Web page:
The holder of intellectual property (IP) rights is entitled to a variety of remedies for infringement of those rights. These include, an order for delivery (or destruction) of the offending goods, interdict (injunction) to restrain any further infringement, and damages or an account of profits.

 

This article focuses on the level of financial compensation available to holders of IP rights once they have established their rights have been infringed. There can be criminal sanctions for infringements of certain IP rights, such as those contained in the Trade Marks Act 1994, which include fines and imprisonment, and orders for forfeiture and confiscation under the proceeds of crime legislation. However, these are beyond the scope of this article.

General principles

The leading case in this area is General Tire & Rubber Co v Firestone Tyre & Rubber Co Ltd [1975] 1 WLR 819, in which the court gave guidance on the assessment of damages for the infringement of a patent, saying that:

  • the court’s aim in awarding damages is to restore the injured party to the same position as they would have been in had they not sustained the wrong (in other words, damages are compensatory and not punitive); and
  • the burden of proof rests with the party making the claim, but because the other side is the wrongdoer, damages should be assessed liberally.

How is the claimant’s loss assessed?

In the General Tire case, the court set out three measures of assessing loss:

  1. if the claimant exploits the patent by manufacturing and selling goods at a profit and the effect of the infringement has been to divert sales to the wrongdoer, the “measure of damages will … normally be the profit which would have been realised by the owner of the patent if the sales had been made by him”.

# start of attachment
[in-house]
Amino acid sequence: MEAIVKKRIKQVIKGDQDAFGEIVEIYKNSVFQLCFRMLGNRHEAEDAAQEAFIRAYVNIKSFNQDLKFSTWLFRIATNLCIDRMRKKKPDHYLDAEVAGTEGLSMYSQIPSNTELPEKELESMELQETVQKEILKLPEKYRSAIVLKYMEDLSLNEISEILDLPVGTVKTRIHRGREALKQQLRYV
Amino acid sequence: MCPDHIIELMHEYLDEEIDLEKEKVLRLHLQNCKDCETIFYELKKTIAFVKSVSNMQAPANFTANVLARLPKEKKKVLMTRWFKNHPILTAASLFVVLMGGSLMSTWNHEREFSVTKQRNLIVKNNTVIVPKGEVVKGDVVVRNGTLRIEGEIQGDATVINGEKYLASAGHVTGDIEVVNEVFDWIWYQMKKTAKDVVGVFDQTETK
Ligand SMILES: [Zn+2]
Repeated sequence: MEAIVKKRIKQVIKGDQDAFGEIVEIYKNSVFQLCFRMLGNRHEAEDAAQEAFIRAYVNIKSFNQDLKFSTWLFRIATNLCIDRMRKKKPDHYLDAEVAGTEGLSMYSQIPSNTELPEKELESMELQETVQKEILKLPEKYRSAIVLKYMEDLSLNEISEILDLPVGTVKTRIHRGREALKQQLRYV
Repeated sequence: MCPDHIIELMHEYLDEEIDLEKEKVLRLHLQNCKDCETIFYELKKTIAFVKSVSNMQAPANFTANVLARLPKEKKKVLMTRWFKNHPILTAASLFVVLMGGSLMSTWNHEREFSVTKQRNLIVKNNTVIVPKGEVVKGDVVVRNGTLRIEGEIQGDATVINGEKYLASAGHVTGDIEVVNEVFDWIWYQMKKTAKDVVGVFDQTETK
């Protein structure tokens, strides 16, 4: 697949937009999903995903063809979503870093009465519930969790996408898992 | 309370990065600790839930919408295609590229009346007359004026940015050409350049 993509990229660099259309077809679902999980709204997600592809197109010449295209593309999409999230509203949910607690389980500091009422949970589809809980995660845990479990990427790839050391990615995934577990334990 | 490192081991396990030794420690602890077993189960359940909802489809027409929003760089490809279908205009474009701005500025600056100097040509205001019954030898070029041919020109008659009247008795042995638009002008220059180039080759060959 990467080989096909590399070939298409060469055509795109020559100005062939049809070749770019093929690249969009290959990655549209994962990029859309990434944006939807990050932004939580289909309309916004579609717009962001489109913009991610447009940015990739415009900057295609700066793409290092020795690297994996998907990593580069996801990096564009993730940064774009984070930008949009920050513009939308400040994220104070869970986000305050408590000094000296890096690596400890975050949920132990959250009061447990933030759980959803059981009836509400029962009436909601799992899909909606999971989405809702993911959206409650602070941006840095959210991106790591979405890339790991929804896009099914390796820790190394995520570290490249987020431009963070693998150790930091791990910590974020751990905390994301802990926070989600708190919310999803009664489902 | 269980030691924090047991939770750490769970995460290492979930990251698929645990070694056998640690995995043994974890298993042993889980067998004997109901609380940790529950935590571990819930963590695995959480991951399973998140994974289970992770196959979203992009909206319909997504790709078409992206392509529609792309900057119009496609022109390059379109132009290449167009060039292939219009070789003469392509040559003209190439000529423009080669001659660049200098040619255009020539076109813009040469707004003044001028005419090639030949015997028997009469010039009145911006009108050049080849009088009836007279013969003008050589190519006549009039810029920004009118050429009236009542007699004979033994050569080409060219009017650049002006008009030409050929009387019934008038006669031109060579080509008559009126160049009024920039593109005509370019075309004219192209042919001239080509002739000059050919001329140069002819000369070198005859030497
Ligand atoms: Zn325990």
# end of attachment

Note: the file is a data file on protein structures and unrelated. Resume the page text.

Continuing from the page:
2. if the claimant exploits the patent by granting royalty-bearing licences, “the measure of the damages he must pay will be the sums which he would have paid by way of royalty if, instead of acting illegally, he had acted legally.”
  3. if it is not possible to prove there is a normal rate of profit (as in 1), or there is a normal established licence royalty (as in 2), damages are assessed by working out what could reasonably have been charged for permission to carry out the infringing acts. Usually, the claimant will produce evidence to guide the court, such as expert reports, evidence from analogous trades or any other factor that assists the judge with deciding the loss.

Does this only apply to patents, or can these measures be used for other IP rights?

In subsequent cases, the courts have recognised that these principles are applicable in cases involving the infringement of IP rights generally, not just patent cases.

Causation and foreseeability

As is the case in other areas of the law, the recoverability of damages for infringement of IP rights depends upon you being able to show that the loss was: foreseeable; caused by the wrong; and not excluded from recovery by public or social policy. However, the wrongdoing or infringement does not need to be the only or dominant cause of the loss.

Damages for loss of manufacture and sale

Under this measure of damages, the holder of the IP right can claim:

  • the lost profit on sales they would have made, had the defendant not exploited their IP;
  • the lost profit on their own sales, if they were forced by the infringement to lower their own prices; and
  • a reasonable royalty on sales by the defendant that the claimant would not have made.

Damages for loss of royalty

If the claim is made for loss of royalty, evidence that the claimant had actually offered a licence at a royalty rate that was rejected will not mean this is what the court will determine the rate to be. The court will assess damages objectively, taking into account any evidence of licences previously granted and at what rates.

For example, in a case involving infringement of copyright in song lyrics that involved Robbie Williams, the judge awarded damages on the basis of a 25% royalty share.

The ‘user principle’